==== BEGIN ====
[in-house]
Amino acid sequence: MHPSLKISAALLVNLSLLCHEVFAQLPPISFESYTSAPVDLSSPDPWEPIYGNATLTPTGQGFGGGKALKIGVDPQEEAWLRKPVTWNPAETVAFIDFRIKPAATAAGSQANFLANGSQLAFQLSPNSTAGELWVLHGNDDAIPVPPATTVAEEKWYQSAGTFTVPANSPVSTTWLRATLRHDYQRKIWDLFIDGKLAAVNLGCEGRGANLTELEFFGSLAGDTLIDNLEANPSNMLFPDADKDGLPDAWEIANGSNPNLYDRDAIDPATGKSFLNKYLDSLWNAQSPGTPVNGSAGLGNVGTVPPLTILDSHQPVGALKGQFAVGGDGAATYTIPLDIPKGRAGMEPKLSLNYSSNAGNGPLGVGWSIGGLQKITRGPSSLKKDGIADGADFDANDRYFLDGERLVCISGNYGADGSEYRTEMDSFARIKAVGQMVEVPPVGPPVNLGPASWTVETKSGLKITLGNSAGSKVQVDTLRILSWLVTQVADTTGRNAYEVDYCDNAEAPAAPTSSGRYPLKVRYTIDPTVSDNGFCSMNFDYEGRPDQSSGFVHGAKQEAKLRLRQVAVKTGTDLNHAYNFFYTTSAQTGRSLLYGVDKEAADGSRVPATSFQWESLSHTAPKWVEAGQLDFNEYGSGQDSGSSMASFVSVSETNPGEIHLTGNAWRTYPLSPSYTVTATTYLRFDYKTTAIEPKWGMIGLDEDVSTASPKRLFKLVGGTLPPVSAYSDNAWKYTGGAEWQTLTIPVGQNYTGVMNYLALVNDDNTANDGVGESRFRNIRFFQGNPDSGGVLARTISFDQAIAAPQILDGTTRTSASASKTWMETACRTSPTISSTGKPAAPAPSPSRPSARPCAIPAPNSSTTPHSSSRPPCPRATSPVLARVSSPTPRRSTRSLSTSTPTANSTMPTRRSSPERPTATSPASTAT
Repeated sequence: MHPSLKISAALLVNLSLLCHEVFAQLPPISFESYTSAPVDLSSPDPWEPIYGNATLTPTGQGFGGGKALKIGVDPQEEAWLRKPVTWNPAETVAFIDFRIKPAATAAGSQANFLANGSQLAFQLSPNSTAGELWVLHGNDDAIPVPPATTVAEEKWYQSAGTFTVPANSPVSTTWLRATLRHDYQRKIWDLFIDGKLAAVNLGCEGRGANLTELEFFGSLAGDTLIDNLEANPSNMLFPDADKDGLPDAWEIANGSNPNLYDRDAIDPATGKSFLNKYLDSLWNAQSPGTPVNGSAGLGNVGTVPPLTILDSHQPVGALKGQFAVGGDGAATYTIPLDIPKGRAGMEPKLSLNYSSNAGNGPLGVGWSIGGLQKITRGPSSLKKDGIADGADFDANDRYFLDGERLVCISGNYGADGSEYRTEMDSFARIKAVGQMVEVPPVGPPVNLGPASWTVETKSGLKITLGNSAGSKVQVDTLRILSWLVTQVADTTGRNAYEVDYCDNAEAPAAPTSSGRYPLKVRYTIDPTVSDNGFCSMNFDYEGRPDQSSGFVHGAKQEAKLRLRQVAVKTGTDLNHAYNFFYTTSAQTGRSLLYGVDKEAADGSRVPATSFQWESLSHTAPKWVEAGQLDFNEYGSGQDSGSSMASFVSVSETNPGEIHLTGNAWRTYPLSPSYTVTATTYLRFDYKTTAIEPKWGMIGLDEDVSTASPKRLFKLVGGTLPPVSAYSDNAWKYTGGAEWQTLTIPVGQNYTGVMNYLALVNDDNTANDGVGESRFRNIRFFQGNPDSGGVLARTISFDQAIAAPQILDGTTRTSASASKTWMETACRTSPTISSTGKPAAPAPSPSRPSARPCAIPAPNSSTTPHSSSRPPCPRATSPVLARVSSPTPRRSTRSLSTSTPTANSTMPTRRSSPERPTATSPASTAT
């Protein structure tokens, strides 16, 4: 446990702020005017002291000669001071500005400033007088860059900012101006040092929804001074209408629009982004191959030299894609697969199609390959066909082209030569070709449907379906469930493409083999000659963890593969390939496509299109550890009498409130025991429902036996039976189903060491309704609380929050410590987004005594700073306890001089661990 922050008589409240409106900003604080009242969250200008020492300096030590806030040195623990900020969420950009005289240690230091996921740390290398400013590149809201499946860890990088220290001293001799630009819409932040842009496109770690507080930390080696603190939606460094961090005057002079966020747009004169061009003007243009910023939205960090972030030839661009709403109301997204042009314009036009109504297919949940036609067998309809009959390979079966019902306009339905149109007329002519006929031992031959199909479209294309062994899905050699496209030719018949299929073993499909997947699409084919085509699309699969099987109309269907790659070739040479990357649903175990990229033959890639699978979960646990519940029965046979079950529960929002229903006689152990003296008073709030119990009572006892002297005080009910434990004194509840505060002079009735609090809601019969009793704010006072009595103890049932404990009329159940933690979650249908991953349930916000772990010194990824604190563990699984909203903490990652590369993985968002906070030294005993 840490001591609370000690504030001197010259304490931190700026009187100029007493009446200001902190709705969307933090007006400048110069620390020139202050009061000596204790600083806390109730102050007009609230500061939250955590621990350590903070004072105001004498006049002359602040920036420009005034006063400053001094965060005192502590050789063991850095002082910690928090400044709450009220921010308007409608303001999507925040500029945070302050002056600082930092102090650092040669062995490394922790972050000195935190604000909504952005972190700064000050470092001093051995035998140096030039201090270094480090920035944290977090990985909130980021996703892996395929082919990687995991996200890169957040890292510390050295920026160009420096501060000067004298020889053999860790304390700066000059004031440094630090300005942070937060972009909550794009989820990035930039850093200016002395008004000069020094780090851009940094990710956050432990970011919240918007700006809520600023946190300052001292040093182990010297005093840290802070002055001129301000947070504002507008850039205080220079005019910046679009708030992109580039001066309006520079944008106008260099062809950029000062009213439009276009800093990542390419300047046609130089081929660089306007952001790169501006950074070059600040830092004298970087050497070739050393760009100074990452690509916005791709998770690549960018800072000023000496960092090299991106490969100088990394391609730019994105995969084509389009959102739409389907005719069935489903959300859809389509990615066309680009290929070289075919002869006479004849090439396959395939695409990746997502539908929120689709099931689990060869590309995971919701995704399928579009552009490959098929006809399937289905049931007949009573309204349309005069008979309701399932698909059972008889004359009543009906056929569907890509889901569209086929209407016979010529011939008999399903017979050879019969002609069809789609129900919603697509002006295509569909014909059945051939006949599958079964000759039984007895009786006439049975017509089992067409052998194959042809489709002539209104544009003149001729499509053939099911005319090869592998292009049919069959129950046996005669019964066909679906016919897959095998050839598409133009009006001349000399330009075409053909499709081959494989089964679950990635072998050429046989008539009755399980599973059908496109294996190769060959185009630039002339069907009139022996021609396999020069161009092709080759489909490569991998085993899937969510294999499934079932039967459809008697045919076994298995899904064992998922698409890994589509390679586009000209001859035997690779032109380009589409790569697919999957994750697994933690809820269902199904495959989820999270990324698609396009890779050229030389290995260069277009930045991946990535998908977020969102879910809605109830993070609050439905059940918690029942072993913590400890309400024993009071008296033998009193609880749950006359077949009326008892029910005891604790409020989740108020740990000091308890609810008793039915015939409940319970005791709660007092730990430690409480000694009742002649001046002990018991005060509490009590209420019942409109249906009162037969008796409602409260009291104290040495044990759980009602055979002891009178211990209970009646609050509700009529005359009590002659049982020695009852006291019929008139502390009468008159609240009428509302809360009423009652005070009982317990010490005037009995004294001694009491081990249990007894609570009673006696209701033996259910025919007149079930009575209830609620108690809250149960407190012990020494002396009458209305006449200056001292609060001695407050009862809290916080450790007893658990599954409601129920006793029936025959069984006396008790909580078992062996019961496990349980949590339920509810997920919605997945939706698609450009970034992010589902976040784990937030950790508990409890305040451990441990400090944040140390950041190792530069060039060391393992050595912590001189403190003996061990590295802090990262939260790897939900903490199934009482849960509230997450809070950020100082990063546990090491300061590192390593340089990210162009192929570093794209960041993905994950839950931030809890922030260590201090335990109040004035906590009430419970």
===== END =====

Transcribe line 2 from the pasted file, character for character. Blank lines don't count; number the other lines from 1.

Amino acid sequence: MHPSLKISAALLVNLSLLCHEVFAQLPPISFESYTSAPVDLSSPDPWEPIYGNATLTPTGQGFGGGKALKIGVDPQEEAWLRKPVTWNPAETVAFIDFRIKPAATAAGSQANFLANGSQLAFQLSPNSTAGELWVLHGNDDAIPVPPATTVAEEKWYQSAGTFTVPANSPVSTTWLRATLRHDYQRKIWDLFIDGKLAAVNLGCEGRGANLTELEFFGSLAGDTLIDNLEANPSNMLFPDADKDGLPDAWEIANGSNPNLYDRDAIDPATGKSFLNKYLDSLWNAQSPGTPVNGSAGLGNVGTVPPLTILDSHQPVGALKGQFAVGGDGAATYTIPLDIPKGRAGMEPKLSLNYSSNAGNGPLGVGWSIGGLQKITRGPSSLKKDGIADGADFDANDRYFLDGERLVCISGNYGADGSEYRTEMDSFARIKAVGQMVEVPPVGPPVNLGPASWTVETKSGLKITLGNSAGSKVQVDTLRILSWLVTQVADTTGRNAYEVDYCDNAEAPAAPTSSGRYPLKVRYTIDPTVSDNGFCSMNFDYEGRPDQSSGFVHGAKQEAKLRLRQVAVKTGTDLNHAYNFFYTTSAQTGRSLLYGVDKEAADGSRVPATSFQWESLSHTAPKWVEAGQLDFNEYGSGQDSGSSMASFVSVSETNPGEIHLTGNAWRTYPLSPSYTVTATTYLRFDYKTTAIEPKWGMIGLDEDVSTASPKRLFKLVGGTLPPVSAYSDNAWKYTGGAEWQTLTIPVGQNYTGVMNYLALVNDDNTANDGVGESRFRNIRFFQGNPDSGGVLARTISFDQAIAAPQILDGTTRTSASASKTWMETACRTSPTISSTGKPAAPAPSPSRPSARPCAIPAPNSSTTPHSSSRPPCPRATSPVLARVSSPTPRRSTRSLSTSTPTANSTMPTRRSSPERPTATSPASTAT